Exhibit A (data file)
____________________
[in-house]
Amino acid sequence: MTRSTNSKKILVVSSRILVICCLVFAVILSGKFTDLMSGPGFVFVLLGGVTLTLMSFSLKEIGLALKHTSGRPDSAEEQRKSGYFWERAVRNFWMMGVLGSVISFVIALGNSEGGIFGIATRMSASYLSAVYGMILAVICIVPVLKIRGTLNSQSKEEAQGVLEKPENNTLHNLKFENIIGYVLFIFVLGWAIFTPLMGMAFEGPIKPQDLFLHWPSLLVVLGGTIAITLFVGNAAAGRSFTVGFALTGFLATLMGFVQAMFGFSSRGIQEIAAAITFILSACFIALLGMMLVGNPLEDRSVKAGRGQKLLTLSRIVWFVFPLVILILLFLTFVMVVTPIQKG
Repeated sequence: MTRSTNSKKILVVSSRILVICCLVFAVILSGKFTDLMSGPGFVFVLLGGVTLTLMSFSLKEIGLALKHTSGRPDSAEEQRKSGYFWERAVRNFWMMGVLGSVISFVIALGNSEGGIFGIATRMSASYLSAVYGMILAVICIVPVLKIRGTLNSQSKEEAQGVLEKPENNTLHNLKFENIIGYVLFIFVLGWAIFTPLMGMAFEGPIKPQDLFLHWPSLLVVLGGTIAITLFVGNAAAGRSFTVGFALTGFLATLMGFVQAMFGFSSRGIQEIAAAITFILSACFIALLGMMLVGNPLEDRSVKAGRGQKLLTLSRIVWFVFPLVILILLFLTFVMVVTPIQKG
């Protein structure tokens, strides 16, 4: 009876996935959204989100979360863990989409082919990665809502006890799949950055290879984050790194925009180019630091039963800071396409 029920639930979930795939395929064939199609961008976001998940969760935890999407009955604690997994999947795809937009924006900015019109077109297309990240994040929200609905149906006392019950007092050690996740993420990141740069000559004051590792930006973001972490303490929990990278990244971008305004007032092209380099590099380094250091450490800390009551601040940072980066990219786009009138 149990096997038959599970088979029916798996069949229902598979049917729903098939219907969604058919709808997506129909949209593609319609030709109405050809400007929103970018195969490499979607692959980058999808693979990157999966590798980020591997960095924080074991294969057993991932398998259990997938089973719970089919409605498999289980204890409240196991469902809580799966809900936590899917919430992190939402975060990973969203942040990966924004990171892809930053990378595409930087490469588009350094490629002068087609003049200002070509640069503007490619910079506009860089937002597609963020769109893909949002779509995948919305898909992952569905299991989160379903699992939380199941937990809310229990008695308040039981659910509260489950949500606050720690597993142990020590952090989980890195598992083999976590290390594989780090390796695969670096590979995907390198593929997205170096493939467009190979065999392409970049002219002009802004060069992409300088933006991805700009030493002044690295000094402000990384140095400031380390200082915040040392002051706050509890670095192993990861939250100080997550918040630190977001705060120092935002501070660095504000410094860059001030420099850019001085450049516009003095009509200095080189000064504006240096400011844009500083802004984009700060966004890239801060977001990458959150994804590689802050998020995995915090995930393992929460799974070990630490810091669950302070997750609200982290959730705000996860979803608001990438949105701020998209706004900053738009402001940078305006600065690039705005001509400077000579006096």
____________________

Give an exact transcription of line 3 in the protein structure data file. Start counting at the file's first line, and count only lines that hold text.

Repeated sequence: MTRSTNSKKILVVSSRILVICCLVFAVILSGKFTDLMSGPGFVFVLLGGVTLTLMSFSLKEIGLALKHTSGRPDSAEEQRKSGYFWERAVRNFWMMGVLGSVISFVIALGNSEGGIFGIATRMSASYLSAVYGMILAVICIVPVLKIRGTLNSQSKEEAQGVLEKPENNTLHNLKFENIIGYVLFIFVLGWAIFTPLMGMAFEGPIKPQDLFLHWPSLLVVLGGTIAITLFVGNAAAGRSFTVGFALTGFLATLMGFVQAMFGFSSRGIQEIAAAITFILSACFIALLGMMLVGNPLEDRSVKAGRGQKLLTLSRIVWFVFPLVILILLFLTFVMVVTPIQKG